Buying a condo or townhouse is different than buying a single family house. Mortgage lenders often have different requirements for these homes, especially for condominiums. Condos and townhomes usually come with community rules you will need to follow and homeowner association fees you will need to pay, too.
What is a condo?
A condo is an apartment you own inside a building with other units. Condo owners are part of an association which manages the maintenance and repairs of the building and common areas such as the lobby, laundry, social room, and parking. The association typically manages the exterior property too, including maintenance and landscaping.
Condos may include the cost of water, electricity, garbage disposal, and security in their condo fees. You may pay these fees monthly, quarterly, or once a year depending on the rules of the condominium association.
What is a townhouse?
A townhouse is a separate home that shares a wall or walls with other townhomes in the community. They are like single family homes in that they have their own entrances, may have front and back yards, and may have a separate garage too.
Like condominiums, townhomes often have homeowners associations and association fees. These fees can cover the exterior maintenance of the home and the maintenance of roads, sidewalks, landscaping, and shared facilities like clubhouses and pools.
Townhouse communities can also have rules that limit what you can do with your home in ways you aren’t typically limited when you own a single family home. There may be limits to the renovations or additions you can make to your home, to the colors you can paint the exterior of your home, and more. Before you buy a home that belongs to a homeowners association, understand the fees and rules that come with it.
How is buying a condo different than buying a house?
Lenders often have more requirements for approving a mortgage to buy a condominium compared to a single family home. Lenders usually look at the financial health of the condo association including owner-occupancy rates, vacancy rates, or units where owners are late on HOA fees. They may look at how much money the community has for maintenance and how much communal or commercial space is used.
Lenders typically consider the age, structure, and condition of the building. They may be less willing to approve loans for condos in buildings that have significant repair or maintenance needs.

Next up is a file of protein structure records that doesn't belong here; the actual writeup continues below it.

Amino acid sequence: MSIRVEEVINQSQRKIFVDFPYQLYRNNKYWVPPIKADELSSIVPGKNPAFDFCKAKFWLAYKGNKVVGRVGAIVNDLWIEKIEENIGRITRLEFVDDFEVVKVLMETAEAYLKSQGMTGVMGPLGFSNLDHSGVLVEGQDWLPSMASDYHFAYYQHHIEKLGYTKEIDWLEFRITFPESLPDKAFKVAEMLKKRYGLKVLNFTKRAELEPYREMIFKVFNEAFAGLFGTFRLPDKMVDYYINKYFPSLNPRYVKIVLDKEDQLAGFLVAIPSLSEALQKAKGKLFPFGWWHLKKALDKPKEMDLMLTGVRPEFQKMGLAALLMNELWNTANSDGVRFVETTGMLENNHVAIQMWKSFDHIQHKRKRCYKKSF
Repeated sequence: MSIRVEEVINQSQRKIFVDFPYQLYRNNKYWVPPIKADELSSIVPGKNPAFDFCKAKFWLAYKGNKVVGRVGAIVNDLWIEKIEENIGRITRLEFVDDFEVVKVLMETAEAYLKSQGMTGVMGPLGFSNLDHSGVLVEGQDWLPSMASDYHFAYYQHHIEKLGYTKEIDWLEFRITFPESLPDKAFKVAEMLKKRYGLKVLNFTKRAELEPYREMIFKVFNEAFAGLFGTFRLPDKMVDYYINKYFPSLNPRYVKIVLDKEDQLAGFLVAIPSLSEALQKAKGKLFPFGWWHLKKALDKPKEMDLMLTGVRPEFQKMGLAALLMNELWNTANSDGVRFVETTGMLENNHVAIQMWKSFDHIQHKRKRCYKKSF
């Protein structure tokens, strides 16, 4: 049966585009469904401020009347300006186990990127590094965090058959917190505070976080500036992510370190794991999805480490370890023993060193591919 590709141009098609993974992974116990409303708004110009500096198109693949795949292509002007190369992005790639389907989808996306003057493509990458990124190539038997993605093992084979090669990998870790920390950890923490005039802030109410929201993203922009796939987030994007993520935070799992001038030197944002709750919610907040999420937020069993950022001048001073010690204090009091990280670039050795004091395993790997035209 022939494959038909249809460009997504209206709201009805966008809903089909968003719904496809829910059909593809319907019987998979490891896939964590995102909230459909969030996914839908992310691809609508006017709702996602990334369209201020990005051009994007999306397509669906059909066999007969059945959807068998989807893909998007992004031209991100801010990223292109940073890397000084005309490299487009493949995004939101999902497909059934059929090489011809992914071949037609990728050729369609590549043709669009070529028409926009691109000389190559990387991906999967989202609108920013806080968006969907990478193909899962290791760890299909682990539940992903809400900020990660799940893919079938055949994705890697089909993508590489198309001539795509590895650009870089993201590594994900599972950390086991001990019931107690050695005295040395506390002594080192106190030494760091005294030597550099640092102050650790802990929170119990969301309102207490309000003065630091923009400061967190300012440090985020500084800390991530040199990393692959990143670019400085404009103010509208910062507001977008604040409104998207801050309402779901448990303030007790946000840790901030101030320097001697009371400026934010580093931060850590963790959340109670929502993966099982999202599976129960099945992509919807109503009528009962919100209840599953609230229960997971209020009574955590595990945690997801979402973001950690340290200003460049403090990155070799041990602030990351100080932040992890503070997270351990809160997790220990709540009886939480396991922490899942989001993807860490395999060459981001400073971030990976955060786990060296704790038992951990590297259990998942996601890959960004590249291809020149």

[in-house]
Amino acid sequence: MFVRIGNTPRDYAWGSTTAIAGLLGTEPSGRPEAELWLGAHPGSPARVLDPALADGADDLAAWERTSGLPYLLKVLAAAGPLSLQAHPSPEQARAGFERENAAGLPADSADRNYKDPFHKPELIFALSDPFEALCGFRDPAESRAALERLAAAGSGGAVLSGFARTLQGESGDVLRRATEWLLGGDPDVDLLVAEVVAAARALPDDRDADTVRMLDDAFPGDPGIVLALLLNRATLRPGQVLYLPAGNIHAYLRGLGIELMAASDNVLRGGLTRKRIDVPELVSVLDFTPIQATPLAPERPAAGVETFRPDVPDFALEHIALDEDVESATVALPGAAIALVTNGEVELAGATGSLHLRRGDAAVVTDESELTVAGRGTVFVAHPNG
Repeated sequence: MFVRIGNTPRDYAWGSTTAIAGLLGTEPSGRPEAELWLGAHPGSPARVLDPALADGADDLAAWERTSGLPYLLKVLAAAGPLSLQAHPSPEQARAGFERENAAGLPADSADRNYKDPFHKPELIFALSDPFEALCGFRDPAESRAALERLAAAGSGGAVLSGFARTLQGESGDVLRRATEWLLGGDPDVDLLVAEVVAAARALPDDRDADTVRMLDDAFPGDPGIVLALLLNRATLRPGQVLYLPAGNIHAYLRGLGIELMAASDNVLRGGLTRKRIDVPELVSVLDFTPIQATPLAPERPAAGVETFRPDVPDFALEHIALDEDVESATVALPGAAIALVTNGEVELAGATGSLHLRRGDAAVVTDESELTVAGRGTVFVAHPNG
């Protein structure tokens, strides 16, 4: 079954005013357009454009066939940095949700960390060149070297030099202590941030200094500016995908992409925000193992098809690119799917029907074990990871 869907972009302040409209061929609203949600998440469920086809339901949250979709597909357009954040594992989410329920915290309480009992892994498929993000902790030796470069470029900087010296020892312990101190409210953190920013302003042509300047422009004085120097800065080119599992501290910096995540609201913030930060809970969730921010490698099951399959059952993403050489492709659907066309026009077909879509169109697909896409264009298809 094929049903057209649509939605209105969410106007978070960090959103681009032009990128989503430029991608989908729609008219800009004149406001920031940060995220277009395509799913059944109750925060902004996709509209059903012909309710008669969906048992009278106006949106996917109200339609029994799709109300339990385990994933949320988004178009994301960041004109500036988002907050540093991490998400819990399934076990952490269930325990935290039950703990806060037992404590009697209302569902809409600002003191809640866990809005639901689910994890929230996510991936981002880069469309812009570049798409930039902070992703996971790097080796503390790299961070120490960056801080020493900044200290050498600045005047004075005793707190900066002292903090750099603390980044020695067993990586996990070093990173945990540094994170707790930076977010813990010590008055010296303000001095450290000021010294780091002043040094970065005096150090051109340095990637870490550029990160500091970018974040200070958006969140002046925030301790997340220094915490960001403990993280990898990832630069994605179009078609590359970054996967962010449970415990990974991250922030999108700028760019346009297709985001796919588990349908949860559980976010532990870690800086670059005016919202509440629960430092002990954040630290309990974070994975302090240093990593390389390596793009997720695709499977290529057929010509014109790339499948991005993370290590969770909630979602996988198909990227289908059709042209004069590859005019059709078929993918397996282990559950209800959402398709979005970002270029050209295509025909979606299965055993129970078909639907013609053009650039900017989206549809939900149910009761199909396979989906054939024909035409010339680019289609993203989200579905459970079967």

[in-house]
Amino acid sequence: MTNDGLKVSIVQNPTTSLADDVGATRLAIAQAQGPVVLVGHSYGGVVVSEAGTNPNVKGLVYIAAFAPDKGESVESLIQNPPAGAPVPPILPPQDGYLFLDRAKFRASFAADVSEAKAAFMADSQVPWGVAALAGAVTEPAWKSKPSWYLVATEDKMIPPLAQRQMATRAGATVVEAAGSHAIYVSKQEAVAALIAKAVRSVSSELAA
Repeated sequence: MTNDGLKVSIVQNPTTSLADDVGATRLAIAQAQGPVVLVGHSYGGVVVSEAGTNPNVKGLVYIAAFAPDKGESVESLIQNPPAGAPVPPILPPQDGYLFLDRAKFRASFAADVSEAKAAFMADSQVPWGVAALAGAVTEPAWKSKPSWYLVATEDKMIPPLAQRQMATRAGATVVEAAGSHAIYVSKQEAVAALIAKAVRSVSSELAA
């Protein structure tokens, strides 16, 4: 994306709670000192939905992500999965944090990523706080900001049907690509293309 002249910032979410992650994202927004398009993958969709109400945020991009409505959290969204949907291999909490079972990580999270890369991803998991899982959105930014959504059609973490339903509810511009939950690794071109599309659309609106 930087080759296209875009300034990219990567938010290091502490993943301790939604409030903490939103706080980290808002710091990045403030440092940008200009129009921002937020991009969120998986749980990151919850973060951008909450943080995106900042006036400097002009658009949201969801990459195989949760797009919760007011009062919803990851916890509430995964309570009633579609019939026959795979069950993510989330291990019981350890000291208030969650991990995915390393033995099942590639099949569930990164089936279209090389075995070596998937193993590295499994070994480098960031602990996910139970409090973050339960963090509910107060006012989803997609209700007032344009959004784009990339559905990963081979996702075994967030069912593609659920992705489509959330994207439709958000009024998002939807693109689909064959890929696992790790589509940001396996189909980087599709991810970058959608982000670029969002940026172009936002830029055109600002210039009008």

Fannie Mae and Freddie Mac have established standards condominium buildings need to meet for units in that building to be eligible for purchase with a conventional loan.
For FHA and VA loans, the property typically needs to be part of a condominium building already approved by the Federal Housing Administration or the Department of Veterans Affairs.
You can check whether a condominium is eligible for purchase with a VA loan by creating a VA Loan Guaranty account.
You can check whether a condominium is eligible for purchase with an FHA loan by searching this FHA loan database.
Are mortgage rates higher for condominiums than houses?
Yes. Because lenders often consider mortgages for condominiums more risky than loans for single family homes, they may charge higher interest rates, require larger down payments, or have other financial requirements you will need to meet.
How is buying a townhouse different than buying a house?
Lenders often have similar requirements for townhouses and single family homes. That’s because the value of a townhouse is less dependent on the value of adjacent townhomes and because you are also buying the land on which the home is built.
Lenders may still look at the financial health of townhouse associations and the value of property shared by homeowners before they approve a mortgage. Some townhouses can be considered condominiums and lenders may have different requirements for approving your mortgage application as a result.
Are condos and townhouses less expensive than houses?
Yes, condominiums and townhomes are often less expensive than single family houses, which can make them a good choice for first-time homebuyers or older homeowners thinking about downsizing. Keep in mind that condos and townhouses usually come with HOA fees, which you will want to include in your estimates of the total monthly costs of owning the home.
Is buying a condo or townhouse a good choice for you?
Cost and mortgage options are two important considerations when you are buying a condo or townhouse. But they aren’t the only ones!
- Think about lifestyle. Living in a condo is like living in an apartment. If being too close to your neighbors is unappealing, a townhouse can give you more space and privacy.
- Look at amenities. Condo and townhouse communities can offer gyms, pools, and other perks or they can just offer basic upkeep. Decide what level of amenities you want and how much you are willing to pay for them.
- Research the community association. How well the condo or townhouse association is run can have a big impact on how happy you are with your home. Are grounds and property well maintained and are repairs done quickly? Does the association have enough money for upkeep? Make sure the community has a good reputation and its homeowners are satisfied before you decide to buy.
- Know the community rules. Condo or townhouse associations can have rules that affect choices you can make about your home’s exterior style, landscaping, and decoration. There are often rules about the number and types of vehicles you can park at your home. It is common to have rules that limit how you are allowed to rent the property. Other rules can affect pets, noise, trash, the use of shared amenities, and the kinds of possessions you can store outside your condo or townhouse. The rules should explain how these standards will be enforced as well as the penalties for violations.